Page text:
Saturday, 6 April 2013

Interfaces in Mathematica



An example of a flexible interface with tab buttons in the docked cell at the top of the notebook.

Opening display



Import some data using the import wizard. Selected columns chosen for importing are highlighted:



Display the data:


Style the data:



Thursday, 7 February 2013

Automatic report generation: part 4


This is the fourth of three posts (!) that show how Mathematica can automate the processing of data -- an addendum that shows some newly created features.

The new feature added is a function to compare various periods: month vs month, quarter vs quarter, calendar/financial year vs calendar/financial year, and year-to-date vs year-to-date.

Note that the recording was made on a 7 year old 32 bit computer (running Mathematica V8) and some of the operations shown were slowed down by having to run the recording.

The key take home message I'd like viewers to get from both these posts and the rail freight post is that mundane data processing tasks can be automated. It doesn't matter what format your data is in, as long as the format is coming consistently your data processing can be automated. Additionally this could be taken a step further can all be done in the background and scheduled to run as given times -- but there would be no video to show in that case!

This video is best viewed in full screen mode.


Wednesday, 6 February 2013

Point and click "Tableau-like" visuals in Mathematica: Part 2

This video shows an interactive application that displays Excel data -- although the source could be any of a wide variety of formats. Some dummy data on house sales activity is imported and displayed. The user chooses the locality they want to focus on and can adjust the viewing period. The bubble chart shows fraction of pending sales over the viewable period.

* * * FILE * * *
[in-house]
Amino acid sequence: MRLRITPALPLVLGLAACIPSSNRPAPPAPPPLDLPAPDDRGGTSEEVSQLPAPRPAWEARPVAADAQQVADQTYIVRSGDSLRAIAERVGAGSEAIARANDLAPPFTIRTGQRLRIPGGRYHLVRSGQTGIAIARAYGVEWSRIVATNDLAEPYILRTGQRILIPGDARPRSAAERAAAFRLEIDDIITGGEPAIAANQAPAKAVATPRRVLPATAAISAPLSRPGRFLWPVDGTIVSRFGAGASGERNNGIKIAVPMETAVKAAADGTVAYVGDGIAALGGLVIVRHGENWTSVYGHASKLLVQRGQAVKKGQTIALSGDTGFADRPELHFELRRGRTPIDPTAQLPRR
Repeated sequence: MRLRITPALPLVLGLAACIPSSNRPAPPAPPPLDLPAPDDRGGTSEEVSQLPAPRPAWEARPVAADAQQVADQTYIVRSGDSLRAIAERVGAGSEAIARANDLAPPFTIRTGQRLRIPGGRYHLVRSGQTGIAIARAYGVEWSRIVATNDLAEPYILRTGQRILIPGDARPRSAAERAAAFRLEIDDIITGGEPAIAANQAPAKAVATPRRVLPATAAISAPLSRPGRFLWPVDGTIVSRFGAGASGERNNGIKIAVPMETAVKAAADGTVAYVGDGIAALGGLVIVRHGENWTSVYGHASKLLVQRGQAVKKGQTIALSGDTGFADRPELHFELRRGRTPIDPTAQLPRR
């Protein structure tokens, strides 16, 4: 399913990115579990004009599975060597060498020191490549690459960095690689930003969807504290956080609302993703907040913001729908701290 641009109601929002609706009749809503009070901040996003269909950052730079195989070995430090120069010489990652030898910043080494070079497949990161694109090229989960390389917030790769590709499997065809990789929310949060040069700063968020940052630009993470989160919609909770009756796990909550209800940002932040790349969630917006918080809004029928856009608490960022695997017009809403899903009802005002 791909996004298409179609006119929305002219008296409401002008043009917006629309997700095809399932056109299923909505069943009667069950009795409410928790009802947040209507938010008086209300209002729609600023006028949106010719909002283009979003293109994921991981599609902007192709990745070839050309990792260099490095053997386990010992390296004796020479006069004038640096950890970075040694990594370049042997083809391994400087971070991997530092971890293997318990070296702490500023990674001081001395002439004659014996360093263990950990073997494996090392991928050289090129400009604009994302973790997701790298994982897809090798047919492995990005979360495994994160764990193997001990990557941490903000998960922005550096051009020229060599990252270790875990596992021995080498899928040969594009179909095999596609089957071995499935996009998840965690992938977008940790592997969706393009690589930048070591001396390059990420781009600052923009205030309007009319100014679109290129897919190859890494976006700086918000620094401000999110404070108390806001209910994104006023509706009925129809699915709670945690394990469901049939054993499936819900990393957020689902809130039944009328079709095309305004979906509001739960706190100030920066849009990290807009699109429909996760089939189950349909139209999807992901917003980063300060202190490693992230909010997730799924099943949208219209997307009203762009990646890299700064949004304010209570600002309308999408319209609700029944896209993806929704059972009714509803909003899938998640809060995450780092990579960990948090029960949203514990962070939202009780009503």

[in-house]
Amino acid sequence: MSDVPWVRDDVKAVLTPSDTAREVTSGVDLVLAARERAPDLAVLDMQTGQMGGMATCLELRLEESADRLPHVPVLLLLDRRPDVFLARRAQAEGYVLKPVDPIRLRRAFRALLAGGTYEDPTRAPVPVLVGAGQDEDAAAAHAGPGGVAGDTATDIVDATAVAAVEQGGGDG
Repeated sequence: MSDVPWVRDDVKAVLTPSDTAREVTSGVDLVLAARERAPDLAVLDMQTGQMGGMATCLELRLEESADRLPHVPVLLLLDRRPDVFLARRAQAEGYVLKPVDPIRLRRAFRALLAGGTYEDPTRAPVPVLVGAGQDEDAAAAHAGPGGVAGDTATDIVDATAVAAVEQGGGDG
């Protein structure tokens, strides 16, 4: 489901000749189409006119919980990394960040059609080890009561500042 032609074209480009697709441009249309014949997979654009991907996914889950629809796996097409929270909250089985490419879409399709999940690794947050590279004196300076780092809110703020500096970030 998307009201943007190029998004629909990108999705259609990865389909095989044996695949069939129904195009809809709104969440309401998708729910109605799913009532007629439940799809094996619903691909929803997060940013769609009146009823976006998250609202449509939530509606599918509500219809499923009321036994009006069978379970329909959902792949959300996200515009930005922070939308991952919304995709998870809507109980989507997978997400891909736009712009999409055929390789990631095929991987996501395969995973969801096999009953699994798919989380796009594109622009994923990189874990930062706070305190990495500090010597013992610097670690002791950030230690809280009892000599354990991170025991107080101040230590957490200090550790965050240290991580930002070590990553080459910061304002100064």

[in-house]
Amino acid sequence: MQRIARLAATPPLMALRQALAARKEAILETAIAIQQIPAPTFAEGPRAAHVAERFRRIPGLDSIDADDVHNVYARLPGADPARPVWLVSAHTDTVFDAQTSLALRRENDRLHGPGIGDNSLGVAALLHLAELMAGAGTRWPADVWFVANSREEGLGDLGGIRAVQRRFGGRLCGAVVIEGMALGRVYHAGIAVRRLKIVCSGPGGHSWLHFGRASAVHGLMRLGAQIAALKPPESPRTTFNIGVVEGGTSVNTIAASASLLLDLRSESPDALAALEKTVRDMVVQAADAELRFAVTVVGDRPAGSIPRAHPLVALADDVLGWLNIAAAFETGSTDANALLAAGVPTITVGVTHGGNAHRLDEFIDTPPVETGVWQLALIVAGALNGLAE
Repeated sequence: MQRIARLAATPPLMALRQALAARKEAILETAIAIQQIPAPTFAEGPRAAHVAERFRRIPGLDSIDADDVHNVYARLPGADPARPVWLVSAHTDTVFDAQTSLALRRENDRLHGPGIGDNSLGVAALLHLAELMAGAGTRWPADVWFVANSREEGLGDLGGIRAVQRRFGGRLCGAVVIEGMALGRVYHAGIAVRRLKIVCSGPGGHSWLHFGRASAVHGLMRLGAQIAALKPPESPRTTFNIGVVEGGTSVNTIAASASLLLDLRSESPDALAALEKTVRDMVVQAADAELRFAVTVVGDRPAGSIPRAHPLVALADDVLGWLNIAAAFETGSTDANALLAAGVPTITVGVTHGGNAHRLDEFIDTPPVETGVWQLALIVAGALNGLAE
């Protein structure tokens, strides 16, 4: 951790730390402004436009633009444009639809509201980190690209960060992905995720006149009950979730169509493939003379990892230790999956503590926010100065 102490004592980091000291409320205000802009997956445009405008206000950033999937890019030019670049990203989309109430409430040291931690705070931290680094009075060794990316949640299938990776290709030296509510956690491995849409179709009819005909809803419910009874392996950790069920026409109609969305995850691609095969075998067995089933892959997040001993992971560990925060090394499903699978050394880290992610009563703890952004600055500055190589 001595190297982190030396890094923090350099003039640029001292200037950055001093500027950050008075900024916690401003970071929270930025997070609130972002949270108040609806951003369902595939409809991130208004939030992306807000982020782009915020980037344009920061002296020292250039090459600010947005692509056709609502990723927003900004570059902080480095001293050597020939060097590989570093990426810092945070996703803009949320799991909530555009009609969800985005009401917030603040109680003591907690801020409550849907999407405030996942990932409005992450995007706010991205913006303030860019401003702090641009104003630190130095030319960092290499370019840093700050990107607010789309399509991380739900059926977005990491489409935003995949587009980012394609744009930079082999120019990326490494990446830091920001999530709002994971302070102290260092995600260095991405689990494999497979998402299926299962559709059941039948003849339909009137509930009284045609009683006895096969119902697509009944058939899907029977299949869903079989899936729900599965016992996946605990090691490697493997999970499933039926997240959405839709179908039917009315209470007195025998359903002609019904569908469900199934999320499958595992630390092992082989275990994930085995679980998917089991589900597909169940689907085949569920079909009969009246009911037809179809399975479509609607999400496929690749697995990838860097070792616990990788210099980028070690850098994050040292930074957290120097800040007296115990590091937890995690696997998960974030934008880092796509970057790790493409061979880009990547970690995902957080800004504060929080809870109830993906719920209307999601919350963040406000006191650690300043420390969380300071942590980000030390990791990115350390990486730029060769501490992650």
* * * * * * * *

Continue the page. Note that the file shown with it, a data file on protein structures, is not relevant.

A more advanced version would link to e.g. Google Maps to display the location data automatically.

Note that the recording was made on a 7 year old 32 bit computer (running Mathematica V8) and some of the operations shown were slowed down by having to run the recording.

The key take home message I'd like viewers to get from this and other similar posts is that mundane data processing tasks can be automated. It doesn't matter what format your data is in, as long as the format is coming consistently your data processing can be automated.

This video is best viewed in full screen mode.



Wednesday, 23 January 2013

Automatic report generation: part 3


This is the third of three posts that show how Mathematica can automate the processing of data.

1. This video shows the presentation of the data as bar charts.

2. Some styling options are shown.

3. Bar charts can be toggled to show, for example, monthly, quarterly, and annual data.

Note that the recording was made on a 7 year old 32 bit computer (running Mathematica V8) and some of the operations shown were slowed down by having to run the recording.

The key take home message I'd like viewers to get from both these posts and the rail freight post is that mundane data processing tasks can be automated. It doesn't matter what format your data is in, as long as the format is coming consistently your data processing can be automated. Additionally this could be taken a step further can all be done in the background and scheduled to run as given times -- but there would be no video to show in that case!

This video is best viewed in full screen mode.


Automatic report generation: part 2

This is the second of three posts that show how Mathematica can automate the processing of data. This video shows some of the plotting features that are possible once the data has been processed.

1. Plots can be toggled to show, for example, monthly, quarterly, annual, and seasonal data.

2. Where a category that is plotted has nested line items a drill down button allows the break down of the line item to be shown.

3. Notes can be added to plots.

4. Underneath the plot the category being plotted is tabulated as a percentage of other categories/line items.